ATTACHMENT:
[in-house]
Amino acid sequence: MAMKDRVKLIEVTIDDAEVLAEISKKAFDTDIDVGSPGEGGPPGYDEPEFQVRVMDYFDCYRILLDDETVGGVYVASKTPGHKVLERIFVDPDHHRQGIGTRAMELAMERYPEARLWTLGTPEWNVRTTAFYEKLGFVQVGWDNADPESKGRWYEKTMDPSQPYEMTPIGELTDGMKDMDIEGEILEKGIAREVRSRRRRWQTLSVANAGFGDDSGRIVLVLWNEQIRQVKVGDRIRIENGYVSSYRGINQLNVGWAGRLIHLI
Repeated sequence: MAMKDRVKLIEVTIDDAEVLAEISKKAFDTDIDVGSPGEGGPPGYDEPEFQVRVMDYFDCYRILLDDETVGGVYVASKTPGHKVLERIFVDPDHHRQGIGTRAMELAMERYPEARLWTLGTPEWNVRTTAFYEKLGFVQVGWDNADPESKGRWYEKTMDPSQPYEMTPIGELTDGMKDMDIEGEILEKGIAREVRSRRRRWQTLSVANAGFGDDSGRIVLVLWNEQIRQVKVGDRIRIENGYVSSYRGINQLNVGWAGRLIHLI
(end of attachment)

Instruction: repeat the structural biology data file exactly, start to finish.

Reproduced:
[in-house]
Amino acid sequence: MAMKDRVKLIEVTIDDAEVLAEISKKAFDTDIDVGSPGEGGPPGYDEPEFQVRVMDYFDCYRILLDDETVGGVYVASKTPGHKVLERIFVDPDHHRQGIGTRAMELAMERYPEARLWTLGTPEWNVRTTAFYEKLGFVQVGWDNADPESKGRWYEKTMDPSQPYEMTPIGELTDGMKDMDIEGEILEKGIAREVRSRRRRWQTLSVANAGFGDDSGRIVLVLWNEQIRQVKVGDRIRIENGYVSSYRGINQLNVGWAGRLIHLI
Repeated sequence: MAMKDRVKLIEVTIDDAEVLAEISKKAFDTDIDVGSPGEGGPPGYDEPEFQVRVMDYFDCYRILLDDETVGGVYVASKTPGHKVLERIFVDPDHHRQGIGTRAMELAMERYPEARLWTLGTPEWNVRTTAFYEKLGFVQVGWDNADPESKGRWYEKTMDPSQPYEMTPIGELTDGMKDMDIEGEILEKGIAREVRSRRRRWQTLSVANAGFGDDSGRIVLVLWNEQIRQVKVGDRIRIENGYVSSYRGINQLNVGWAGRLIHLI